Ten years ago that infamous piece of legislation known as Section 28 – which banned schools from teaching about what was scathingly referred to as the ‘pretended family relationship’ of homosexuality – was finally consigned to the dustbin of history by the then Labour government.
Introduced by Margaret Thatcher in 1988, Section 28 was the first explicitly anti-gay piece of legislation seen in Britain in over a century. It came at the end of a truly horrendous decade for LGBTI people, when every pillar of the British state seemed to be engaged in a relentless ‘moral’ war against the gay community. Thatcher herself told a cheering Conservative Conference in 1987 that she wanted a Britain where young people would be taught about traditional moral values and not that they had an ‘inalienable’ right to be gay.
Controversial Chief Constable of Manchester Police James Anderton felt emboldened enough in his anti-gay views to declare that homosexuals were ‘swirling in a human cesspit of their own making.’ The message emanating from Thatcher’s Britain could not have been clearer – if you happened to be gay, you could dispense with any notions of being treated with equality and respect. Section 28, with its harsh and uncompromising language, effectively gave official state approval to such anti-gay prejudice, and in a way that had a damaging effect even beyond the groups it directly targeted.
The passage of such a regressive law did, however, have the positive effect of galvanizing Britain’s gay community, with the formation of such groups as Stonewall and Outrage. Human rights activist Peter Tatchell, who founded Outrage, has remarked how in the 1980s, 20,000 gay men were convicted of consensual adult same-sex ‘offences’. Claims of men being entrapped by agent provocateurs or what were known as ‘pretty police’ were common.
Section 28 would prove to be the final straw for a community under siege.
Progress was made in the 1990s around the age of consent, and a judgment from the European Court of Human Rights (ECHR) lifted the ban on LGBTI military personnel, which took effect in 2001. That same year the age of consent was finally equalized at 16 for all, regardless of sexual orientation.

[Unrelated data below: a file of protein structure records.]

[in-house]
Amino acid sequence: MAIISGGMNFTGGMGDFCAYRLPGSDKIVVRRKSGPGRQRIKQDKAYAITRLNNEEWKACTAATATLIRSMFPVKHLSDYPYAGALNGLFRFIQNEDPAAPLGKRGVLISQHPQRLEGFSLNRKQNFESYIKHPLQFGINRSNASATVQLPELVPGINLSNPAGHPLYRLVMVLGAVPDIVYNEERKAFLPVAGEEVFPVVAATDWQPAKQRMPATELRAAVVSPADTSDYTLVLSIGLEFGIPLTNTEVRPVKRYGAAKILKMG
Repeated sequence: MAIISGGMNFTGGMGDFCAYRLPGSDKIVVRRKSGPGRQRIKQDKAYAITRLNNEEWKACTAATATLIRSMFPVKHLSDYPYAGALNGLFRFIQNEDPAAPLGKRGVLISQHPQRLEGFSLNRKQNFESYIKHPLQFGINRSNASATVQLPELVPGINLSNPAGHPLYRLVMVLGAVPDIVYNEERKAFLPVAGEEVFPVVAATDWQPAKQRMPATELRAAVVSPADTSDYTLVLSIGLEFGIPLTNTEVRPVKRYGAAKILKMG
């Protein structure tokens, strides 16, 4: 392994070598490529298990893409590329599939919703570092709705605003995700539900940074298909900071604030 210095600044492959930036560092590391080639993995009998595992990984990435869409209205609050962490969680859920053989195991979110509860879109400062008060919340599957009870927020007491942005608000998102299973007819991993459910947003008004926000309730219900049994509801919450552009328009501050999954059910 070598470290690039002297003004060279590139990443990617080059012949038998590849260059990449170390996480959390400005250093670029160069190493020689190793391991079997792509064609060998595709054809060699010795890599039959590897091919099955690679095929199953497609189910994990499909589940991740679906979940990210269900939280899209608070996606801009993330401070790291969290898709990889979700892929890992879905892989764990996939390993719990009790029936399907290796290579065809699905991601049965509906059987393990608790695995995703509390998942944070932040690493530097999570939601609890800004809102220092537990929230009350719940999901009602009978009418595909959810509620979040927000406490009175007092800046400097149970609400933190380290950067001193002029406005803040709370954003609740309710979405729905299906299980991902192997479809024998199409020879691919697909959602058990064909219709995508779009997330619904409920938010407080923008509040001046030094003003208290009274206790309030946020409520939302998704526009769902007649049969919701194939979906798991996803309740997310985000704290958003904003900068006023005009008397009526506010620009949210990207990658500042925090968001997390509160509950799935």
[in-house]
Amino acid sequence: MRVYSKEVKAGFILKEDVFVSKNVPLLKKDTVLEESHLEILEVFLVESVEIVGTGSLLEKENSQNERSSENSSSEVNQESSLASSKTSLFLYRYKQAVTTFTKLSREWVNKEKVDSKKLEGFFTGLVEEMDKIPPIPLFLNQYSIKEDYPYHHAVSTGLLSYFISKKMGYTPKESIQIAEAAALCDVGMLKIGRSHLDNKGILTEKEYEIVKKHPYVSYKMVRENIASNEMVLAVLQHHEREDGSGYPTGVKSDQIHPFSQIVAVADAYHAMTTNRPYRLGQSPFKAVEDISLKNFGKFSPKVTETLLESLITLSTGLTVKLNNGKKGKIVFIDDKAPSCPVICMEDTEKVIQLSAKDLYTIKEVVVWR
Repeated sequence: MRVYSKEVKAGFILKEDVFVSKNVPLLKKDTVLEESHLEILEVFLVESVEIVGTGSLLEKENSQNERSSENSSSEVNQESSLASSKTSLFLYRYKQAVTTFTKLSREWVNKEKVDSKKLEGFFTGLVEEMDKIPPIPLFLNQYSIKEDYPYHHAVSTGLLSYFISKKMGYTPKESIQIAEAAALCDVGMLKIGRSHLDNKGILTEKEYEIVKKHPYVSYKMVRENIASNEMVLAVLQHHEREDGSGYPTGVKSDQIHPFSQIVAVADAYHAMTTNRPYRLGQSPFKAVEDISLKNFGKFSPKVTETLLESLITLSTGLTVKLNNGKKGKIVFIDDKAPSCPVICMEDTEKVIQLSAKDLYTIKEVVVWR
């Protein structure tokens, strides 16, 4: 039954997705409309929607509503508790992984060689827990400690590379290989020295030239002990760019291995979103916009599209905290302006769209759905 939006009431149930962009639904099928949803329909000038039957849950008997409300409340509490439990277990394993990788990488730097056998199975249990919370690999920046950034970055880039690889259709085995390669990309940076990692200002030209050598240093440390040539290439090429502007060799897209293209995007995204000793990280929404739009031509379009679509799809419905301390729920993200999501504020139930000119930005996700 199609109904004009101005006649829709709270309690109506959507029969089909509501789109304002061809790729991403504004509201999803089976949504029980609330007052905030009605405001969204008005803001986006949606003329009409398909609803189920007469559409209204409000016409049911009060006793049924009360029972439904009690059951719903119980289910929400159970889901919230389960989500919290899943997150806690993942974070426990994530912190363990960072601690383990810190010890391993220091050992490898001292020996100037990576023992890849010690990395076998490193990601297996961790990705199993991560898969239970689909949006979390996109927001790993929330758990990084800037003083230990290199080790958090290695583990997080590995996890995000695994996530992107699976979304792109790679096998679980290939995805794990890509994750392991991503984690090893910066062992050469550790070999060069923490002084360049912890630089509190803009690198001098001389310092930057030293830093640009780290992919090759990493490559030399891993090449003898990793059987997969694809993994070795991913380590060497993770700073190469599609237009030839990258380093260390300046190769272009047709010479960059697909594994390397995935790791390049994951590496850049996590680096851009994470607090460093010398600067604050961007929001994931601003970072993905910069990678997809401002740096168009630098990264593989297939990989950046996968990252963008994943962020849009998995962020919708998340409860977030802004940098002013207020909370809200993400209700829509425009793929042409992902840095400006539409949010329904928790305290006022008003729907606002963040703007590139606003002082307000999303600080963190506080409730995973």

Incredibly, the law that sent Oscar Wilde to prison was not struck from the statute books until 2004, along with other discriminatory sexual offences. Laws protecting LGBTI people against discrimination were also passed around this time.
The public and political mood was clearly changing and what had been at best a limited, begrudging tolerance afforded to gay people was gradually being transformed into active support for real equality. The increasing visibility of openly LGBTI people in the streets, workplaces and TV sets of Britain was having a profound effect on social attitudes.
A comprehensive Civil Partnership law was enacted in 2005. But while highly welcome and progressive, officialdom was still unwilling to take that final extra step and grant gay couples full equality through civil marriage.
A clear indication of ongoing progress came at the 2010 general election, when even the Conservatives pledged to look at making marriage equal for all. This came from a party that had been adamantly anti-gay. But after 13 years in the political wilderness, new leader David Cameron correctly identified the need to modernize and ‘de-toxify’ the Tory brand to make them electable again. Indeed, Cameron publicly apologized to the gay community in 2009 for the fact that his party had introduced Section 28, which had belittled and demeaned an entire section of society.
Fast forward to July 2013 and the passage of the Marriage (Same Sex Couples) Act, supported by strong majorities in all parties bar a divided Conservative Party (the parliamentary vote was an impressive 400 votes in favour, 175 against). Opinion polls showing that the Act had consistent backing from the British public show that the country has gone from being one of the worst places in western Europe to be LGBTI to being a global leader in LGBTI equality.
But while full legal equality has been achieved, the battle to eradicate homophobia and transphobia at a societal level continues. This must now be the primary focus of the LGBTI rights movement in Britain, along with solidarity for persecuted LGBTI communities abroad.